Hassan Rouhani is the president of one Iran. But there is another Iran, which has no president, no parliament and no Supreme Leader. This Iran — parts of which live inside and outside the country—has adapted itself to a government vacuum, living without the hope for a government that will recognize its citizens’ rights. If a member of this “other Iran” has money and has been able to escape the trap of criminals, he has one foot in Iran and other foot outside. If he has no money and is eligible for subsidies, then he gets them. “A hair from a bear is a plunder,” as they say in Iran. He takes the subsidies believing that the government does not really exist and citizens’ rights are a myth, but in the knowledge that plucking a hair from a bear is indeed a plunder: a way to survive when a responsible government is nowhere to be found.
Sometimes something happens in the establishment. Somebody comes forward and the Iranian people appear to recognize him as their president. He himself takes it for real. At the beginning he talks big, until he is made to understand that he has been sadly mistaken. As Hossein Shariatmadari, the managing editor of the hardliner daily Kayhan puts it, the “real president” is the Supreme Leader. Problem after problem piles up on the shoulders of the man who imagines himself to be president, until the weight of his contradictory statements — comments to win the hearts of those in power, and comments to flaunt his non-existent power to the people — breaks him apart, even if he does not deserve it. This is the inevitable fate of the president in a system that is dominated by the Guardianship of the Islamic Jurist. Even if an angel from heaven enters the presidential palace under the wings of other angels, his destiny is written on his forehead. He has one predetermined fate and he cannot escape it.
Claiming that he can solve the nuclear dispute, Rouhani has been able to present himself as the president of the other Iran, both inside and outside the country. He wants to portray himself as the president of all Iranians but is hamstrung by the past and the present injustices of the Islamic Republic, a system in which he has always played a role.
The other Iran resists and does not recognize him. Some prominent figures of the other Iran occasionally change their minds and extend a hand towards him. These gestures are conditional and Rouhani has to shake their hands in secret. But the whole thing is not simple. What are the restrictions on those few Iranians who do not accept the Islamic Republic system and want to support a man who claims he wants to save Iran from the perils of sanctions, poverty and isolation? Under what condition was Rouhani able to invite them to his reception in New York and be interviewed by them (apart from access to any information that might be of interest to the Iranian authorities regarding security issues)? Can we deduce some of these conditions and restrictions by consulting news and photographs that covered the events?
No Identity, No Face, No Name
Have a glance at the photos and videos of Rouhani’s receptions and press conference in New York. Everyone has their backs to the camera. You could believe these guests have no identities, no faces and no names. Like people charged with a crime, they are afraid of something and do not want to be recognized. In short, they escaped from the camera. Only Rouhani faces forward. Why? Can we ignore this question and remain silent about it, as we often do when confronted with other wonders of the Islamic Republic?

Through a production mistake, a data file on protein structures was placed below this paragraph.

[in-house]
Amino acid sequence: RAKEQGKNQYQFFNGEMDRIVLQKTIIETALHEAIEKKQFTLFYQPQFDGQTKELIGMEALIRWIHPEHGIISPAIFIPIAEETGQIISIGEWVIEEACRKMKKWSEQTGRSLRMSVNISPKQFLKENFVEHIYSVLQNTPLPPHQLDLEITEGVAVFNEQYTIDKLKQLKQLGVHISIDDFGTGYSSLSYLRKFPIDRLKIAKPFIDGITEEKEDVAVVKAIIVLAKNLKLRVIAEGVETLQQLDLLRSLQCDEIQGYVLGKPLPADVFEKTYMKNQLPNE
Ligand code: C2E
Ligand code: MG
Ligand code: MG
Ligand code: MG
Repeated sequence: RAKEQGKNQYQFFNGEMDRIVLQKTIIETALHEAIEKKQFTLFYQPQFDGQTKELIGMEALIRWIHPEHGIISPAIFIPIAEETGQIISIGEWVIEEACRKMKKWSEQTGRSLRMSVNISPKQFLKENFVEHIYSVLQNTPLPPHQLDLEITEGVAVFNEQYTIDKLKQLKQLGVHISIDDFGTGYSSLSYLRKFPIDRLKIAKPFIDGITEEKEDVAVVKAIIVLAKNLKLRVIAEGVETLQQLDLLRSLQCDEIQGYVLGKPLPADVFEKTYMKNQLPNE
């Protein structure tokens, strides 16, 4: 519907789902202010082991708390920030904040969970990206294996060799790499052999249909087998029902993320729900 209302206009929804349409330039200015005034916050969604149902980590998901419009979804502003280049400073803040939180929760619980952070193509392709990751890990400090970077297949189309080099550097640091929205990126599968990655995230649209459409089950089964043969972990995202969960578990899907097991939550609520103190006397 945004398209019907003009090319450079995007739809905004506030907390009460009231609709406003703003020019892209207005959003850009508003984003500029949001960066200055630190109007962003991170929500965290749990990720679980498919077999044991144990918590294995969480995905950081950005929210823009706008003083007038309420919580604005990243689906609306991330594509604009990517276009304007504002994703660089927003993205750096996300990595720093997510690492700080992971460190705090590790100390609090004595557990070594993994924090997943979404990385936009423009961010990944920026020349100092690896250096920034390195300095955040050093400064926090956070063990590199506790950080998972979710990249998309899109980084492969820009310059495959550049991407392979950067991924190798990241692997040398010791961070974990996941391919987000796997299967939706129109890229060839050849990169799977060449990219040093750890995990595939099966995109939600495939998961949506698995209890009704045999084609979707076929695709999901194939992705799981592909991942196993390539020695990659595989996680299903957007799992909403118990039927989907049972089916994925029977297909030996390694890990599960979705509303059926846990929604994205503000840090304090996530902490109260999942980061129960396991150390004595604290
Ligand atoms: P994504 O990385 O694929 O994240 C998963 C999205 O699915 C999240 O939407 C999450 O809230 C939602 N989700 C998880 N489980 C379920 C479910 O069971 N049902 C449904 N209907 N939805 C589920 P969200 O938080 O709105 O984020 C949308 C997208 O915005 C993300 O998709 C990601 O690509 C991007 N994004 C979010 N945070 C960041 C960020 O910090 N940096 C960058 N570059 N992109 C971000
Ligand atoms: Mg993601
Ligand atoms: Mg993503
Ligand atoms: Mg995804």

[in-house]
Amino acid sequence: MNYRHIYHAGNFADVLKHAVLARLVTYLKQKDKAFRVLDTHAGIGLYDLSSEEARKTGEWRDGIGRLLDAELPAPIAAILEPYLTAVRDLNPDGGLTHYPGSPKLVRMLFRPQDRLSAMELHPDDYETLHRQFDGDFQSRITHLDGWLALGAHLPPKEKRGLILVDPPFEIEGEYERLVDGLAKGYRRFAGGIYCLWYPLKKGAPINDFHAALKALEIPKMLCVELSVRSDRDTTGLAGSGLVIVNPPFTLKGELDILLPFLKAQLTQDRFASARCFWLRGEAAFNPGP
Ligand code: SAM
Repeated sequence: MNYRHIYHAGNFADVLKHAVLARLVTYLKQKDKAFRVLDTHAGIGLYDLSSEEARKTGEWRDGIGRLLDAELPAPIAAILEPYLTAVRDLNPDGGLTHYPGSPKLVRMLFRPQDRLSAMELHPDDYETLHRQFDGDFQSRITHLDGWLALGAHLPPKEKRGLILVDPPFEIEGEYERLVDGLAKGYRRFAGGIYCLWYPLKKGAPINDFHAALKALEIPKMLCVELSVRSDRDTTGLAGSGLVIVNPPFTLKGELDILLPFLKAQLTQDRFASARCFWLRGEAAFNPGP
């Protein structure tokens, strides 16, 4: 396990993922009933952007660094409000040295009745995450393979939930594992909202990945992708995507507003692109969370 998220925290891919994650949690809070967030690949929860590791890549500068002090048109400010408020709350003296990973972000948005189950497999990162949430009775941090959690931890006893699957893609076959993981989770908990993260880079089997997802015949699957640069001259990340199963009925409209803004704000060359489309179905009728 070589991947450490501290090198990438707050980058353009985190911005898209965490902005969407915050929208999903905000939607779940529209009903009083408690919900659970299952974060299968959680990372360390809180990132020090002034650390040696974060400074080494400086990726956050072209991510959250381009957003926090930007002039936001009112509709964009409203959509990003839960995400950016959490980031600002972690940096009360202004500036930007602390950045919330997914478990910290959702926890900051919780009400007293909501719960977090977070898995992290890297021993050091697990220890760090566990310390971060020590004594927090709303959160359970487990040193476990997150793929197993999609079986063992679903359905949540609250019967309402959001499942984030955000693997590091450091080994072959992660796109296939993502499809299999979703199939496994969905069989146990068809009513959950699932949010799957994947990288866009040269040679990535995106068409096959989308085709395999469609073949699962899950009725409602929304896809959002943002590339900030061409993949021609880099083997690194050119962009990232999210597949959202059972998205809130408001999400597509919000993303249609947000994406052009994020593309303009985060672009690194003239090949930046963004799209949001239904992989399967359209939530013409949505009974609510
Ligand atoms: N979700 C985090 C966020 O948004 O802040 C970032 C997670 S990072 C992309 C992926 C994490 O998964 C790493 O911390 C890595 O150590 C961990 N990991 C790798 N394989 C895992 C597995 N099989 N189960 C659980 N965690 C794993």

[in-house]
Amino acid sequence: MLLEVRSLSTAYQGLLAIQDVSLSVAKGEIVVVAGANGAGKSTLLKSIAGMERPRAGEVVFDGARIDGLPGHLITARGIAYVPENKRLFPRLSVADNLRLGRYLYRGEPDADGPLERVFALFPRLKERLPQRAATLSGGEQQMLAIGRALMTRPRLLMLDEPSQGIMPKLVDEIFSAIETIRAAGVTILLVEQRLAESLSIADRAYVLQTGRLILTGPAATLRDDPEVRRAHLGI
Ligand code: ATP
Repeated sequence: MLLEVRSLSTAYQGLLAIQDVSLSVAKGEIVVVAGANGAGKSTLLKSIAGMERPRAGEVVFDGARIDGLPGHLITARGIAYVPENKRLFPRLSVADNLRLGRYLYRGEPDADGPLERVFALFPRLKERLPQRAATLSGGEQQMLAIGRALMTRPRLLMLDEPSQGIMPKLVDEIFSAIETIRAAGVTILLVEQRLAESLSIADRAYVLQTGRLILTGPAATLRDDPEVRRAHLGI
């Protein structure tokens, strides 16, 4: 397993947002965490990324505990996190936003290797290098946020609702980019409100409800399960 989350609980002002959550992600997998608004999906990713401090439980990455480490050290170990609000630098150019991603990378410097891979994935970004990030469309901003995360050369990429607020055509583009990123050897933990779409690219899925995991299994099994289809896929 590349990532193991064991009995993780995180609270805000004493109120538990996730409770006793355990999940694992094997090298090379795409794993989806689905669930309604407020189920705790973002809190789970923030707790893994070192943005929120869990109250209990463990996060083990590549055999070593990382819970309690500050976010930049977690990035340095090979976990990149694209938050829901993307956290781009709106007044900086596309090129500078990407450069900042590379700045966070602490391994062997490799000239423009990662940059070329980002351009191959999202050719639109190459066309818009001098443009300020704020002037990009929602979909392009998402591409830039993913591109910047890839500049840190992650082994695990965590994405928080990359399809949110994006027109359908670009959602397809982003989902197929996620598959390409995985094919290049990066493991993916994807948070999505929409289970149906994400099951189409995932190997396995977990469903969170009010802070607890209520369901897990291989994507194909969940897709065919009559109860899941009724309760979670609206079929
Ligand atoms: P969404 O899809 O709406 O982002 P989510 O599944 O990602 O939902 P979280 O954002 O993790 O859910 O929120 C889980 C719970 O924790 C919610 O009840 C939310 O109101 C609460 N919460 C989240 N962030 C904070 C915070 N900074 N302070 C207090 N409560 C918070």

Most of Rouhani’s guests did not want to be seen. Apart from a few, who acted transparently and wrote about it on their Facebook pages, the rest sat, ate and left without leaving behind their voices or their pictures. Was it the guests who asked the photographers to take pictures and videos from this angle? Is Rouhani’s administration worried about adverse consequences if it becomes known that some groups outside Iran support him? Are Iranian guests afraid that their presence among Rouhani supporters will discredit them in their communities?
Whatever the answers are, they expose many political weaknesses. These weaknesses have two sides. One side relates to the government and the sick political culture that the daily Kayhan and its licentious brethren have promoted among Iranians who believe in the system. But the other side is about us, the citizens of the other Iran who always sing in praise of liberty and at the same time play “gotcha,” not allowing each other to freely choose our political direction or change it if we so desire. This denied freedom in Iranian communities outside the country is of the same nature as the arrests and the imprisonments inside Iran.
True, we do not have ministries and torturers and prisons, yet with nothing more than a few accusations and allegations, we are able to make other people’s lives in our communities miserable. We are all forced to hide from each other our real faces and our political preferences. This is the common denominator of both Irans — the one run by those faithful to the Islamic Republic, who plunder the country and compete with one other in pronouncing their faith, and the other, which does not support the Islamic Republic and has paid a high price for opposing that system. The second equals the first when it comes to denying the freedom of like-minded people. Perhaps in this way we can discover the secret of why Rouhani’s guests had their backs to the camera. Or maybe we are dealing with another deception that we know nothing about.
The president is afraid of his opponents inside Iran and does not reveal the faces of his guests. The guests are afraid of their friends and the members of their own communities and tell the president to plant the cameras behind them.
The result is the same. We do not want to leave our traditional political culture behind. The essence of liberty has yet to run in our veins.